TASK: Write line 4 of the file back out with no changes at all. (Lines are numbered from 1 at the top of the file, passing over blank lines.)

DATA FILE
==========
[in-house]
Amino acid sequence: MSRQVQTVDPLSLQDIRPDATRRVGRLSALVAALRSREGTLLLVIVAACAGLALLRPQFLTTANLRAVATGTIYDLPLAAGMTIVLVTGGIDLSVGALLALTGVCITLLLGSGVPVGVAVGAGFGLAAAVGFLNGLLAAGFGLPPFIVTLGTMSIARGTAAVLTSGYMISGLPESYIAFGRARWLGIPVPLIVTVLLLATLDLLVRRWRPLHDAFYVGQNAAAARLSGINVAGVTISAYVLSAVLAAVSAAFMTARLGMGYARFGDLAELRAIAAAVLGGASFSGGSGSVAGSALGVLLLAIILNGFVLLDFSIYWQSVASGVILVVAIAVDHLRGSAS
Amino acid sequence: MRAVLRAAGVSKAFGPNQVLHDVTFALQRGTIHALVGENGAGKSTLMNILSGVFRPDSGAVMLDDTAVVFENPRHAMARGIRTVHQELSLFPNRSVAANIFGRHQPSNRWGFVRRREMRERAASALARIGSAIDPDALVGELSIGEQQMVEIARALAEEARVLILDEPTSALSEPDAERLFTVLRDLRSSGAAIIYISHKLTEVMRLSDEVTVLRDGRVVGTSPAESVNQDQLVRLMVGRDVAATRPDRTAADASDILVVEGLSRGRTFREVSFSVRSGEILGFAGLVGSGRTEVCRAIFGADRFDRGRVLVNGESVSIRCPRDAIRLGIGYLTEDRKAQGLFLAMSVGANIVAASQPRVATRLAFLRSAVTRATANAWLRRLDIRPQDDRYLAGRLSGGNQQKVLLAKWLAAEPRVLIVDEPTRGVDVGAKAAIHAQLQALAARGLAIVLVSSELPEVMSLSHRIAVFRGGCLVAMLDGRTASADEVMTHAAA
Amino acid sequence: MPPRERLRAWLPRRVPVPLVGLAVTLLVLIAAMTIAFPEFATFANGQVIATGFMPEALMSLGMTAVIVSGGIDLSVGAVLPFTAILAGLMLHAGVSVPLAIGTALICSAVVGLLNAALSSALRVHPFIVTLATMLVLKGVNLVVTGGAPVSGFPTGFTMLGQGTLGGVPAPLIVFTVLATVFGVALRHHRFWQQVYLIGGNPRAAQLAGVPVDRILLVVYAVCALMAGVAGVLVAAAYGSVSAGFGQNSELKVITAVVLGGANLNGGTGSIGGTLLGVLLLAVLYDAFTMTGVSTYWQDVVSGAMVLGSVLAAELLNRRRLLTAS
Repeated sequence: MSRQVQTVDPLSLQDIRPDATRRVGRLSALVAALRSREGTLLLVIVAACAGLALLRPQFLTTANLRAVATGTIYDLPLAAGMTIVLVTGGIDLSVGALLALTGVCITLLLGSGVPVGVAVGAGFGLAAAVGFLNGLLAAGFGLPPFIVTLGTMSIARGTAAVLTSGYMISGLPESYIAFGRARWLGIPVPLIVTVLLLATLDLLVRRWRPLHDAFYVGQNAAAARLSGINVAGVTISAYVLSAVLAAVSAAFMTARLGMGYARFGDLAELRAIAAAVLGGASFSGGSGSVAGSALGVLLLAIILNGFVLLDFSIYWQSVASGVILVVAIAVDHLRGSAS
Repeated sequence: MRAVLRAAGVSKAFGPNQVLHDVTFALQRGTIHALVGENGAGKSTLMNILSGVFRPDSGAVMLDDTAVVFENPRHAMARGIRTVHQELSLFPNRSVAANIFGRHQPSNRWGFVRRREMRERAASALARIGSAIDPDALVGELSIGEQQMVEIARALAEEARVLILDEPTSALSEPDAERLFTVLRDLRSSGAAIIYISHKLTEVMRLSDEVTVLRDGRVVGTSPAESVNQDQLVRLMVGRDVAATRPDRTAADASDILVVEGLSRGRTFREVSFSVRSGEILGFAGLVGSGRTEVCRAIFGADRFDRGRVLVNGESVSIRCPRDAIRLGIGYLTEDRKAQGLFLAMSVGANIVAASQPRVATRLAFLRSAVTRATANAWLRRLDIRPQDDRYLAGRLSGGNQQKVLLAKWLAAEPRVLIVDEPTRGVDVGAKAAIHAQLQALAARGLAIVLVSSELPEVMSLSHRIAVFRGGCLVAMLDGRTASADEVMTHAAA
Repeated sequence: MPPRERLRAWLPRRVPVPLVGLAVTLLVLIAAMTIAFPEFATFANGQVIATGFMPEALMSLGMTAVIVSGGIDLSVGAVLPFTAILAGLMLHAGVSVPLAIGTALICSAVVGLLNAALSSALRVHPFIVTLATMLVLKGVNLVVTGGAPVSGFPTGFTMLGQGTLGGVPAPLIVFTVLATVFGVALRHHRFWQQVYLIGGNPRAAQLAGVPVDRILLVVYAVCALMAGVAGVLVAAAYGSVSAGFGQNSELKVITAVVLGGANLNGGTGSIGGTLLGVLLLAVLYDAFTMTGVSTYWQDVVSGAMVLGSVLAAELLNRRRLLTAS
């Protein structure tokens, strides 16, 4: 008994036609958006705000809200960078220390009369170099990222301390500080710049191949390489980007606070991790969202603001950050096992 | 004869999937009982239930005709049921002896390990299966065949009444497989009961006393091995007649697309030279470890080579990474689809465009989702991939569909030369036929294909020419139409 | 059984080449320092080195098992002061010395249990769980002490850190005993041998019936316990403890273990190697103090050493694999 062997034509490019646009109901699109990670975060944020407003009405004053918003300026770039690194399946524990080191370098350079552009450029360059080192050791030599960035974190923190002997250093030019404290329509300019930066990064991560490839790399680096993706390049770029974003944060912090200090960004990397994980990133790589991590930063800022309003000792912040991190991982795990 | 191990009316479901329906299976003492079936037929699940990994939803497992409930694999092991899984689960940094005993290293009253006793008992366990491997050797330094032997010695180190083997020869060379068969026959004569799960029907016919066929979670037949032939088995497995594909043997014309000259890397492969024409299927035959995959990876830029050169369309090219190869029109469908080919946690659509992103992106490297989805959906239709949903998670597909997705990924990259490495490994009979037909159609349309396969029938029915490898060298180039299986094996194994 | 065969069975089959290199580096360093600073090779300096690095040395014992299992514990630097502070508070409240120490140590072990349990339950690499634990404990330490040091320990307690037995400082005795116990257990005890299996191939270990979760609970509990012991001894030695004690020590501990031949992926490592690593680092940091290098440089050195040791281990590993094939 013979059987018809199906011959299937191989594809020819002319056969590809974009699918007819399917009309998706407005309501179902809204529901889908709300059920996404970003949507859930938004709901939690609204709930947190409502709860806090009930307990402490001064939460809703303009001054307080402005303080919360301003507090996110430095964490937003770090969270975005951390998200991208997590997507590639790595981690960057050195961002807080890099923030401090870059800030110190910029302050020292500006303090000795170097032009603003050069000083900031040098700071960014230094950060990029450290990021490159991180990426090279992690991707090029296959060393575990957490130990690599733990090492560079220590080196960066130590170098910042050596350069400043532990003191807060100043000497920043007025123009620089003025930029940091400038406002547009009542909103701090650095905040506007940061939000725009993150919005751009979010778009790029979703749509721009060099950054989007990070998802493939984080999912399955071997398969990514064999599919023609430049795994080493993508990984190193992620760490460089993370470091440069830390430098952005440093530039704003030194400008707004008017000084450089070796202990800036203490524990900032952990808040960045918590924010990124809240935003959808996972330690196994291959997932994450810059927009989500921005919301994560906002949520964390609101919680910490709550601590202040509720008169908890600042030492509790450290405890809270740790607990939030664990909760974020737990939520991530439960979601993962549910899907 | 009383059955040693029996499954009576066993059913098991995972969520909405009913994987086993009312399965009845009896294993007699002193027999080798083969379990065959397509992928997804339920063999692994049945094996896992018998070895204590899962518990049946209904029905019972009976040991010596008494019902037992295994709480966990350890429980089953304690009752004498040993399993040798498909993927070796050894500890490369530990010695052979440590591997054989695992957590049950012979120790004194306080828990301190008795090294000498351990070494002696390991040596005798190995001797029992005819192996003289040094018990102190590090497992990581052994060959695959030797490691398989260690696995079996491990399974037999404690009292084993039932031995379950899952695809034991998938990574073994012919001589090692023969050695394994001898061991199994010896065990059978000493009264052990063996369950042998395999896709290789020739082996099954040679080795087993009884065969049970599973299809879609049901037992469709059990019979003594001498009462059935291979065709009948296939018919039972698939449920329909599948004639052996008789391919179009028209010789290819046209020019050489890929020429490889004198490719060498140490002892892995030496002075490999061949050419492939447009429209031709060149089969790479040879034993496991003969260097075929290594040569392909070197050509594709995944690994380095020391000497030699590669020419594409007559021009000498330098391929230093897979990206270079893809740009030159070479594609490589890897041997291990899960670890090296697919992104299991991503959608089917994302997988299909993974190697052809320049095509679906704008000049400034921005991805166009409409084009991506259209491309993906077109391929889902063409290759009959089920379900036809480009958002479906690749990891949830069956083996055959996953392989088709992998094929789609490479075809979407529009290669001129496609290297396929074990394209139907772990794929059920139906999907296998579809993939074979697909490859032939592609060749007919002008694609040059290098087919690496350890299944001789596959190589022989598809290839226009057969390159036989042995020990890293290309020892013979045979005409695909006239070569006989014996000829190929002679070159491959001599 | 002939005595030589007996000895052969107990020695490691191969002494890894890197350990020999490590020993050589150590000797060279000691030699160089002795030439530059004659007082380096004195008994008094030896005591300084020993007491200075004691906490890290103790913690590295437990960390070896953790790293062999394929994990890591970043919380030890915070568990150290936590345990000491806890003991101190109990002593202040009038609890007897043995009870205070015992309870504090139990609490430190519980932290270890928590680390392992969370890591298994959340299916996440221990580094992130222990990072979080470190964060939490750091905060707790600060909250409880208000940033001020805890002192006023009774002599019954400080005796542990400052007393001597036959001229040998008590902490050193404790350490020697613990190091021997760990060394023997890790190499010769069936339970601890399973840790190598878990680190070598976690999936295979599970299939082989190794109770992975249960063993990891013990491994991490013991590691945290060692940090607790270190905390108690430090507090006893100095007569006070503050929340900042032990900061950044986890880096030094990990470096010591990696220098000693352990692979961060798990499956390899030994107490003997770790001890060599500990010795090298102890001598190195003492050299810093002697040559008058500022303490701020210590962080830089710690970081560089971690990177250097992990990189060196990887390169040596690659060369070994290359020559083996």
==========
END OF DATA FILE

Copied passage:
Amino acid sequence: MPPRERLRAWLPRRVPVPLVGLAVTLLVLIAAMTIAFPEFATFANGQVIATGFMPEALMSLGMTAVIVSGGIDLSVGAVLPFTAILAGLMLHAGVSVPLAIGTALICSAVVGLLNAALSSALRVHPFIVTLATMLVLKGVNLVVTGGAPVSGFPTGFTMLGQGTLGGVPAPLIVFTVLATVFGVALRHHRFWQQVYLIGGNPRAAQLAGVPVDRILLVVYAVCALMAGVAGVLVAAAYGSVSAGFGQNSELKVITAVVLGGANLNGGTGSIGGTLLGVLLLAVLYDAFTMTGVSTYWQDVVSGAMVLGSVLAAELLNRRRLLTAS